Exercise 1.8. Newton’s method for cube roots is based on the fact that if y is an approximation to the cube root of x, then a better approximation is given by the value

Use this formula to implement a cube-root procedure analogous to the square-root procedure. (In section 1.3.4 we will see how to implement Newton’s method in general as an abstraction of these square-root and cube-root procedures.)

I modeled this after the improved procedures written for the previous exercise. The names `cube-root`

and `cube-root-iter`

are different but the procedures are the same as the analagous ones. The procedure `good-enough?`

is the same except the tolerance is smaller for more accuracy. The procedure `improve-guess`

has the formula given in this exercise instead of the one for improving square roots.

```
(define (cube-root x)
(cube-root-iter 0.0 1.0 x))
(define (cube-root-iter previous-guess guess x)
(if (good-enough? previous-guess guess)
guess
(cube-root-iter guess (improve guess x) x)))
(define (good-enough? previous-guess guess)
(< (abs (/ (- previous-guess guess) guess)) 0.0000001))
(define (improve guess x)
(/ (+ (/ x (square guess)) (* 2 guess)) 3))
(define (square a)
(* a a))
```

This works for negative numbers too, with one exception. When the given number is -2, the program gets stuck. To see why, look at the first few iterations:

- The first
`good-enough?`

returns #f. - So
`(cube-root-iter 1.0 (improve 1.0 -2) -2)`

is called. `(improve 1.0 -2)`

returns 0.0.- We have
`(cube-root-iter 1.0 0.0 -2)`

. - This calls
`(good-enough? 1.0 0.0)`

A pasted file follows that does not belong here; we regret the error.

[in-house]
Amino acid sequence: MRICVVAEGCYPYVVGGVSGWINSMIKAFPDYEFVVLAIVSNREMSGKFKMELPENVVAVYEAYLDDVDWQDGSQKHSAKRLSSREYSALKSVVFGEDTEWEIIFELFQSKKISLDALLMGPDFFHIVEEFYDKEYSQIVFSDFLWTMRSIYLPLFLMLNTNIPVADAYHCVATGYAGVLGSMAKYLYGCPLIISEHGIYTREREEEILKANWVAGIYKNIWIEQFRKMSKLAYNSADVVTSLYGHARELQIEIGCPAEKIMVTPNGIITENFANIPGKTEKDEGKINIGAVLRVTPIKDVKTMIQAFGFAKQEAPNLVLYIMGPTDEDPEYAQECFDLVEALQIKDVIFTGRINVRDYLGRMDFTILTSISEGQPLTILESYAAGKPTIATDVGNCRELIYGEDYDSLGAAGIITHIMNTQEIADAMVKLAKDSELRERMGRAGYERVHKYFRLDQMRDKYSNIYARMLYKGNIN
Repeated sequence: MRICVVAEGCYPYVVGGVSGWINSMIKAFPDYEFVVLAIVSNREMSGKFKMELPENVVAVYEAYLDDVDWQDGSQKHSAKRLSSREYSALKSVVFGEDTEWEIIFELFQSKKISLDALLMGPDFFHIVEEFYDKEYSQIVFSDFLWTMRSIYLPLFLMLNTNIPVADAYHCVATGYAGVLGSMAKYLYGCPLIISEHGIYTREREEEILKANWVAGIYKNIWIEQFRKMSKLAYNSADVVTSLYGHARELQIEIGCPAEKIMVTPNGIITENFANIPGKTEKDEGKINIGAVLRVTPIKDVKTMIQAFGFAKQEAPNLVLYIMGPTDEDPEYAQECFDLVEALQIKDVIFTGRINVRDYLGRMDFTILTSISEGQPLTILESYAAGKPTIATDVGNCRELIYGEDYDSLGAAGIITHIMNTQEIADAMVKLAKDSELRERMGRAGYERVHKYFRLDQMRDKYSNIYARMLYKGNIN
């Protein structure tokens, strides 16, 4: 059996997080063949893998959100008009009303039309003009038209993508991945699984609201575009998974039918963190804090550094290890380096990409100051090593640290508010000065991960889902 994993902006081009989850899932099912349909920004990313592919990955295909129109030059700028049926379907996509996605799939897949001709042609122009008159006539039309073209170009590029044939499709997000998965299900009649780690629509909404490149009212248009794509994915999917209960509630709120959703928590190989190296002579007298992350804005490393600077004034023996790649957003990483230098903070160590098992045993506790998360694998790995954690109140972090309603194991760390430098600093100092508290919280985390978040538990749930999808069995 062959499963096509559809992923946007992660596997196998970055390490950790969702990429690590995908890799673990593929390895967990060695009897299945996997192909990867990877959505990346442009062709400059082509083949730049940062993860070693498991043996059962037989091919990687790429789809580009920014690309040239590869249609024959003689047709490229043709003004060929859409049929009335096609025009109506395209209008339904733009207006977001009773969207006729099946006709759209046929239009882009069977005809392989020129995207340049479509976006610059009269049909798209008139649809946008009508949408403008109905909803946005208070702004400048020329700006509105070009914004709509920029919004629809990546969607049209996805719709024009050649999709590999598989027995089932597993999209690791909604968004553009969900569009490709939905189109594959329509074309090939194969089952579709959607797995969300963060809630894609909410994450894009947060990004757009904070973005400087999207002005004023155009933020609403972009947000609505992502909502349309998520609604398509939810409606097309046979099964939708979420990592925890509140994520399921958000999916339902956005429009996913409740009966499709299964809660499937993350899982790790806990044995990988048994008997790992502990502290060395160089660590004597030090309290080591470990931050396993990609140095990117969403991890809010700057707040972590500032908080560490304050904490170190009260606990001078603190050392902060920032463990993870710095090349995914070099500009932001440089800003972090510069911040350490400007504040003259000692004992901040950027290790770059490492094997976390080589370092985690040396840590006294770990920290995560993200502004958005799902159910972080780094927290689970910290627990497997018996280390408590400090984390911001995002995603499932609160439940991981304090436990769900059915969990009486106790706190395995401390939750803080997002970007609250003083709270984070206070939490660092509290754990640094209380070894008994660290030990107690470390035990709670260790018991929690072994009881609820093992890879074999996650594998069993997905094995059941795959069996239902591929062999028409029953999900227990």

. - I thought this would return an error because it tries to divide by 0. But it turns out it doesn’t return an error; it returns
`#f`

.`(abs (/ (- 1.0 0.0) 0.0))`

returns`+inf.0`

. And`(< +inf.0 0.0000001)`

returns`#f`

. So the procedure continues. - It calls
`(cube-root-iter 0.0 (improve 0.0 -2) -2)`

. - Again,
`(improve 0.0 -2)`

divides by 0, but it doesn’t return an error. It returns`-inf.0`

. - We have
`(cube-root-iter 0.0 -inf.0 -2)`

. - It checks
`(good-enough? 0.0 -inf.0)`

and returns`#f`

again. - So it calls
`(cube-root-iter -inf.0 (improve -inf.0 -2) -2)`

. `(improve -inf.0 -2)`

evaluates to`-inf.0`

. Now we have an infinte loop.`-inf.0`

keeps improving to itself and`good-enough?`

keeps returning`#f`

.

Here’s a log:

```
> (cube-root -2)
>{cube-root-iter 0.0 1.0 -2}
> {good-enough? 0.0 1.0}
< #f
> {improve 1.0 -2}
< 0.0
>{cube-root-iter 1.0 0.0 -2}
> {good-enough? 1.0 0.0}
< #f
> {improve 0.0 -2}
< -inf.0
>{cube-root-iter 0.0 -inf.0 -2}
> {good-enough? 0.0 -inf.0}
< #f
> {improve -inf.0 -2}
< -inf.0
>{cube-root-iter -inf.0 -inf.0 -2}
> {good-enough? -inf.0 -inf.0}
< #f
> {improve -inf.0 -2}
< -inf.0
>{cube-root-iter -inf.0 -inf.0 -2}
> {good-enough? -inf.0 -inf.0}
< #f
```

So I added a special case for if the input is -2:

```
(define (cube-root x)
(if (= x -2)
(cube-root-iter 0.0 2.0 x)
(cube-root-iter 0.0 1.0 x)))
```

Now we get the expected answer for an input of -2:

```
> (cube-root 2)
1.2599210498948732
> (cube-root -2)
-1.2599210498948732
```